In the meanwhile, funding for cleanup at the Los Alamos Lab is being cut, while nuclear weapons programs that caused the mess to begin with are thriving. As a final irony, these plans to expand plutonium pit production are now being implemented, despite the fact that 1) major operations at LANL’s main plutonium facility have been suspended since June 2013 because of nuclear criticality safety concerns; and 2) the Los Alamos Lab has no place to send its radioactive plutonium pit production wastes ever since it sent a drum that ruptured and closed down the multi-billion dollar Waste Isolation Pilot Plant.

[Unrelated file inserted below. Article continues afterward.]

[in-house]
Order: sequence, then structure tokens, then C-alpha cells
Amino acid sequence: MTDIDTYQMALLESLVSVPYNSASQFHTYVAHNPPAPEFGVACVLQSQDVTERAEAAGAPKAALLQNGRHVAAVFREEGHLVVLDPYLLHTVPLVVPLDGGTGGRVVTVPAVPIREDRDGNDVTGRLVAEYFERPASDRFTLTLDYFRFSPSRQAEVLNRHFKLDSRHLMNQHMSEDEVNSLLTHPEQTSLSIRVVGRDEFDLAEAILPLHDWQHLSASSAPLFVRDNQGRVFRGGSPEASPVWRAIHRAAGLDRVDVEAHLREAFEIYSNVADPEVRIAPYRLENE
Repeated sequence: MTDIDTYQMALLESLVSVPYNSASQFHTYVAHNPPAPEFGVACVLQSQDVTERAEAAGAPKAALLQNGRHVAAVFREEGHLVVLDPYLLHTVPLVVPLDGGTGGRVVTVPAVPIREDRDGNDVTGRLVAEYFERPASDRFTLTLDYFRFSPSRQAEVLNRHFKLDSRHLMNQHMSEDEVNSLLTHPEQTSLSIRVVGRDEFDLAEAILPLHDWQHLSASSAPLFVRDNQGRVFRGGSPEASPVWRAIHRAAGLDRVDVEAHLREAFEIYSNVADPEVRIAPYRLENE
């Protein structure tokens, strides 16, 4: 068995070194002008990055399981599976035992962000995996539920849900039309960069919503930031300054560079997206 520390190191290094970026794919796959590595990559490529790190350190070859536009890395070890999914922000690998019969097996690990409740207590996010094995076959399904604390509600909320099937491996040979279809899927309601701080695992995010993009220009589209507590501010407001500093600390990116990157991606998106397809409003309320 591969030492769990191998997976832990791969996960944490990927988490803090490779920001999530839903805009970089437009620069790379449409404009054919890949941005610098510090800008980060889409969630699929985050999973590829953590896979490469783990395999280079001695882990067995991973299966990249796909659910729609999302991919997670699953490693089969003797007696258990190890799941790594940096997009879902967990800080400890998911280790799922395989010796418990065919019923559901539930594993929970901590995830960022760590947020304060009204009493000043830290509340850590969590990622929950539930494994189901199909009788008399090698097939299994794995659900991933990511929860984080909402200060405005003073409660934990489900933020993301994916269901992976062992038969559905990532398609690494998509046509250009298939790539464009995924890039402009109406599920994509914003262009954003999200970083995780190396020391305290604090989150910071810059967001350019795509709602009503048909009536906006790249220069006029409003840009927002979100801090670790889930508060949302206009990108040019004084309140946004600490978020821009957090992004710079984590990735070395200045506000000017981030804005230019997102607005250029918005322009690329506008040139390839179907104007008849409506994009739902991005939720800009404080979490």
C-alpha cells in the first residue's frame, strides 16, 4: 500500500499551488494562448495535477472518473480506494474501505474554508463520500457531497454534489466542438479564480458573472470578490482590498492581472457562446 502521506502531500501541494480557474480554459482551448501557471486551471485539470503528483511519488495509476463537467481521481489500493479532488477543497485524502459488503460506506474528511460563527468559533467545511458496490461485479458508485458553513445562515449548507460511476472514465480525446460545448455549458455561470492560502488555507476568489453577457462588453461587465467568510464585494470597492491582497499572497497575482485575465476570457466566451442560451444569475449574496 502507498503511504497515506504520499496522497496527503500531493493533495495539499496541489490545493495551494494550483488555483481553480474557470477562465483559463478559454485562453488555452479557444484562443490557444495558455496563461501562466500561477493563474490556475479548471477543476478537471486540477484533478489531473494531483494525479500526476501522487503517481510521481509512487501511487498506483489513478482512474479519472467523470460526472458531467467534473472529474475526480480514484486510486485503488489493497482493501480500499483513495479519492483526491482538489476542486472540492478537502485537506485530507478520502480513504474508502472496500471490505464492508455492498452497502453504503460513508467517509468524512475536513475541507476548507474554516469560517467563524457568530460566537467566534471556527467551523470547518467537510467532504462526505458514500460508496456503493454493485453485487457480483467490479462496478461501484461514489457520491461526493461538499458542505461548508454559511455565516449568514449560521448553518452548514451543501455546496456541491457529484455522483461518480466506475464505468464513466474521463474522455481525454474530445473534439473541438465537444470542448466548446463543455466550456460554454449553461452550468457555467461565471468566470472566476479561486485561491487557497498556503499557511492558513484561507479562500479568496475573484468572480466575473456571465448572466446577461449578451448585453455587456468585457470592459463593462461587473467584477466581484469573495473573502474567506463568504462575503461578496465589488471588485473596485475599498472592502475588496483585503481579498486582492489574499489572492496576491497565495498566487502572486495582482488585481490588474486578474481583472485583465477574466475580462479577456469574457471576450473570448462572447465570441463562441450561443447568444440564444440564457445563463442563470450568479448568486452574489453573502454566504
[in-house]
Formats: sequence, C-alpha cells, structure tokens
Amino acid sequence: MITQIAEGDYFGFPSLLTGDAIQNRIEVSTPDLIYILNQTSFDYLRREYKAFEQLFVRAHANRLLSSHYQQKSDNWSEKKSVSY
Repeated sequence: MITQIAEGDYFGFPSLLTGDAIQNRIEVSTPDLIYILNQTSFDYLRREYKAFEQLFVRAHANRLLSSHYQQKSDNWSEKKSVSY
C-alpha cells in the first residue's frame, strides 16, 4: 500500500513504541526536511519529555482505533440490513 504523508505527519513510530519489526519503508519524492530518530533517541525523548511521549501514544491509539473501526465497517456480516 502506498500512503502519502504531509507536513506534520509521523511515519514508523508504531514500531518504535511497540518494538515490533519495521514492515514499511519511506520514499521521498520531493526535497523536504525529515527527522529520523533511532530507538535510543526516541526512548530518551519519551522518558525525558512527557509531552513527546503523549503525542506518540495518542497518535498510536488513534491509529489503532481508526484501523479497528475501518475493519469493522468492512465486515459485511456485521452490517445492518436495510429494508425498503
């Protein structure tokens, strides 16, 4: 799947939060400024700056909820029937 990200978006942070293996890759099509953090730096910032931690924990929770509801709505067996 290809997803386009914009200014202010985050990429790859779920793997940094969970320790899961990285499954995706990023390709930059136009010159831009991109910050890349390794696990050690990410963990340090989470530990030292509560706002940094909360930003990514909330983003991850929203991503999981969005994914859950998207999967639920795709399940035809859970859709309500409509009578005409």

Nuclear Watch New Mexico is confident that this latest attempt to expand plutonium pit production will fall apart as well, but only as a result of continuing strong citizen activism.

# # #

•           Relevant excerpt from Defense Nuclear Facilities Safety Board Weekly LANL Report:
Los Alamos Report for Week Ending December 18, 2015

MEMORANDUM FOR: S.A. Stokes, Technical Director FROM: R.K. Verhaagen and J.W. Plaue

DNFSB Staff Activity: R. L. Jackson was onsite to plan oversight activities associated with Plutonium Infrastructure Strategy. Accordingly, he met with key project staff and walked down the Plutonium Facility, the Chemistry and Metallurgy Research (CMR) building, and the Radiological Laboratory Utility Office Building (RLUOB).